The Camp Randall 100 honors a prestigious group of 100 people who shaped the first century of Camp Randall Stadium. Wisconsin Athletics will reveal a new honoree every day from May 24 until the Badgers’ 2017 opening game on Sept. 1 against Utah State.
The spirit and the crowds are back at Wisconsin and there’s no question that the Pied Piper of Madison is Rufus Ferguson. … Ferguson sends electric shocks of excitement thru the admiring throngs when he gets his hands on the football and does wondrous things.
— Chicago Tribune sportswriter Roy Damer
BY MIKE LUCAS | UWBadgers.com Senior Writer
Wisconsin’s embattled head coach John Coatta recruited Rufus Ferguson out of South Florida — Miami’s Killian High School — and predicted that the 5-foot-6, 195-pound Ferguson would put fannies in the seats of Camp Randall Stadium with his flamboyant personality and unique running style.
The summer prior to his freshman year in Madison, he served as a congressional page in Washington, D.C. When he got to campus, he was already answering to a nickname. After stealing 42 bases in 19 American Legion baseball games, Ferguson was tagged as the “Roadrunner.” Beep, beep.
Freshman coach LaVern Van Dyke loved telling the story of picking up Ferguson at the airport on his official recruiting visit. It was a typical winter day in the Midwest — windy and below freezing — when Ferguson stepped off the plane dressed for South Beach, not central Wisconsin.
Van Dyke easily picked Ferguson out of the crowd and shouted out his name, whereupon an innocent and puzzled Ferguson inquired, “How’d ya know it was me?’”
Four years later, no introductions were needed. Ferguson evolved into an explosive tailback and genuine crowd-pleaser — spiking attendance at Camp Randall Stadium. Just like Coatta said he would. But Coatta never got a chance to really coach him. He was fired after Ferguson’s freshman season.
Rufus “Roadrunner” Ferguson was featured on the cover of the 1972 Wisconsin football media guide. An action shot of No. 21 — cradling a football in his right arm and making a cut off his right foot — was superimposed over an aerial view of a sold-out Camp Randall Stadium.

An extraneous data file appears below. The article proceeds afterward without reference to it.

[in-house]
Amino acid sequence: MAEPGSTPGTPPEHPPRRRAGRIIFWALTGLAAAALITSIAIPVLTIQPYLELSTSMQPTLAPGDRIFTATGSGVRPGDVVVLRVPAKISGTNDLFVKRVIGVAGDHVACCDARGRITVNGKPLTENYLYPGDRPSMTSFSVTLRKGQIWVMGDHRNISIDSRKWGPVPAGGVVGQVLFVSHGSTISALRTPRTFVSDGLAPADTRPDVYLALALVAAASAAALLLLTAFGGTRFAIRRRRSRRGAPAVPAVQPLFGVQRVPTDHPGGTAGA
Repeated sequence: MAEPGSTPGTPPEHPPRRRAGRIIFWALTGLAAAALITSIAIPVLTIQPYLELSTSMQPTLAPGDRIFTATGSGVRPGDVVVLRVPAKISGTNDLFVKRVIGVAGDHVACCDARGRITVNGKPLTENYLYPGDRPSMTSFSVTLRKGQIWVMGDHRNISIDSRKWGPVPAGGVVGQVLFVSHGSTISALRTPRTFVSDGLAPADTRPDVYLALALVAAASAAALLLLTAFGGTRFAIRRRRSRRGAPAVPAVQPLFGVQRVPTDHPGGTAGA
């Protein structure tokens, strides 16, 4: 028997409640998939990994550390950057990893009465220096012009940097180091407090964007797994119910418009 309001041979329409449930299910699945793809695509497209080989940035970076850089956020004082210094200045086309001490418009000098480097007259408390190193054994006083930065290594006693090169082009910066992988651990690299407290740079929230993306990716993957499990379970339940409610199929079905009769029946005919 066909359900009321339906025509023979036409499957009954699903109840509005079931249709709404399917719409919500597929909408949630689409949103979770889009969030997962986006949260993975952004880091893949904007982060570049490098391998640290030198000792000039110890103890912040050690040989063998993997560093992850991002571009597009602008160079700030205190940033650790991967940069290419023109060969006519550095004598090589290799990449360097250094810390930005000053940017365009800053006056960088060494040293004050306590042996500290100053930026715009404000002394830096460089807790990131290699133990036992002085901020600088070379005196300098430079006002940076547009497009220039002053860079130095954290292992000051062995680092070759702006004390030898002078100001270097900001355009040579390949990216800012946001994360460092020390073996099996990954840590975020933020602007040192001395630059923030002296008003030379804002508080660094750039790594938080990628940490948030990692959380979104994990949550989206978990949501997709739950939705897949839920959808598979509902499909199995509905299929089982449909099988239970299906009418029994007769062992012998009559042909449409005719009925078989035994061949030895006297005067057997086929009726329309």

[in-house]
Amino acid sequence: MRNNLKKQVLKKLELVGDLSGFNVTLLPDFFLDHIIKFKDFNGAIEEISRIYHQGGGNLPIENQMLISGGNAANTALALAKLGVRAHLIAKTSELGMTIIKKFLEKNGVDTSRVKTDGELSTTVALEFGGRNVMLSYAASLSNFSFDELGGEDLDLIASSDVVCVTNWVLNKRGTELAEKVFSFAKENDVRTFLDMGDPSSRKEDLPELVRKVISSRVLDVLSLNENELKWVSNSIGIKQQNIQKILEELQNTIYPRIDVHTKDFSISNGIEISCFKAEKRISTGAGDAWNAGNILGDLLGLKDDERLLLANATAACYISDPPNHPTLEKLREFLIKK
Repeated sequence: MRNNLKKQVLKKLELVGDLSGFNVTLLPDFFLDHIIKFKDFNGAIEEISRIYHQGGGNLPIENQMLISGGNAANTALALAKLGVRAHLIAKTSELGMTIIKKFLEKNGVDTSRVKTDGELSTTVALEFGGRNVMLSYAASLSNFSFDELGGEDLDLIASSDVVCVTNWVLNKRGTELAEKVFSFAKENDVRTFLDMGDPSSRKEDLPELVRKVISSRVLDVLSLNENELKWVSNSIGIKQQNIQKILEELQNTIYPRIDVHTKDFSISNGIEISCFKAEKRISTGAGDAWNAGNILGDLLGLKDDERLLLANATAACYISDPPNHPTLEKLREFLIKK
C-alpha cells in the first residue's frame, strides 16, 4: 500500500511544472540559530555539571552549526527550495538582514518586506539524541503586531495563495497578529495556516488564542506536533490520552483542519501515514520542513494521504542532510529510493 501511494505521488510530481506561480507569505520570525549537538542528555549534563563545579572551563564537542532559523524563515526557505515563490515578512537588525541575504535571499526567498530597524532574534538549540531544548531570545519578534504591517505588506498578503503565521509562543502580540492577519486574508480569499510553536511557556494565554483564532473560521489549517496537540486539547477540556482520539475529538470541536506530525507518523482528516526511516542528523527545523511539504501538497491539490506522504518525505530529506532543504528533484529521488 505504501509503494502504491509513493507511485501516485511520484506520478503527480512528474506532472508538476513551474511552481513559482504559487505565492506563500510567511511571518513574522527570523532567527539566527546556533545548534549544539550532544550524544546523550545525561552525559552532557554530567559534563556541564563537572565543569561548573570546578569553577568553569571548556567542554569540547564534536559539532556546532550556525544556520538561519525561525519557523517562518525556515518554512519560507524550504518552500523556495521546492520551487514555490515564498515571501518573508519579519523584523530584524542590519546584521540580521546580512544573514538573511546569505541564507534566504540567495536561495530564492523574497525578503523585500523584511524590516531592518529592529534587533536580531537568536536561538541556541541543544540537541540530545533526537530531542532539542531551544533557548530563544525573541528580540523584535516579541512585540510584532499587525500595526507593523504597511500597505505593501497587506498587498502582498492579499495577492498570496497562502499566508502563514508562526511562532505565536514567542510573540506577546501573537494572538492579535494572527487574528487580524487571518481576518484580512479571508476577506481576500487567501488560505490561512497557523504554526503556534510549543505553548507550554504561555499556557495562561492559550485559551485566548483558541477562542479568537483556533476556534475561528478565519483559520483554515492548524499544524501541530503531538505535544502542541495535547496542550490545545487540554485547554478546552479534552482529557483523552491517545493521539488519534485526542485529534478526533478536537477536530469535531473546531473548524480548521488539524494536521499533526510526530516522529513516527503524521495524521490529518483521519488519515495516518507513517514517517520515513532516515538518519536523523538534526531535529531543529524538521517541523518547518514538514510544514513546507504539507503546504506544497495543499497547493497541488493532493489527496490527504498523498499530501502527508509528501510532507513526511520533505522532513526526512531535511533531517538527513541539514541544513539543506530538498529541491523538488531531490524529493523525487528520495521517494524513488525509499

The cover included the ’72 schedule and some pertinent information on Ferguson. Like the fact that he had rushed for the all-time school record of 1,222 yards in 1971 and he was being touted as an All-America and Heisman Trophy candidate going into his senior year.
The cover also noted that the Badgers averaged 68,148 fans per game in ’71 and ranked No. 3 nationally in attendance, a remarkable four-year turnaround. In 1968, they averaged 43,459.
UW athletic director Elroy “Crazylegs” Hirsch had done a tremendous job stumping the state and reviving the base. Oh, yes, the Roadrunner had something to do with the renewed enthusiasm, too.
The spirit and the crowds are back at Wisconsin, wrote Roy Damer in the Chicago Tribune, and there’s no question that the Pied Piper of Madison is Rufus Ferguson.
Damer went on to write, Ferguson sends electric shocks of excitement thru the admiring throngs when he gets his hands on the football and does wondrous things.
I hope John Jardine doesn’t make Rufus stop doing that little dance in the end zone. The dance is flagrantly doggy and if anybody but lovable and effervescent Rufus did it, he’d be run out of town. … Rufus and the rest of us get such a lift from it.
— Wisconsin State Journal sports editor Glenn Miller
on Rufus Ferguson’s end zone dance — “The Roadrunner Shuffle”
Even though frosh were still ineligible to compete in 1969 — the NCAA didn’t clear them for participation until 1972 — the Badgers got their initial glimpse of Ferguson when he was the MVP of the freshman team. He definitely stood out. He ran for 380 yards and six touchdowns in just two games.
As a sophomore, Ferguson posted modest numbers — 130 carries for 588 yards and six touchdowns — but still led Wisconsin in rushing.
It was the calm before the shuffle, er, storm.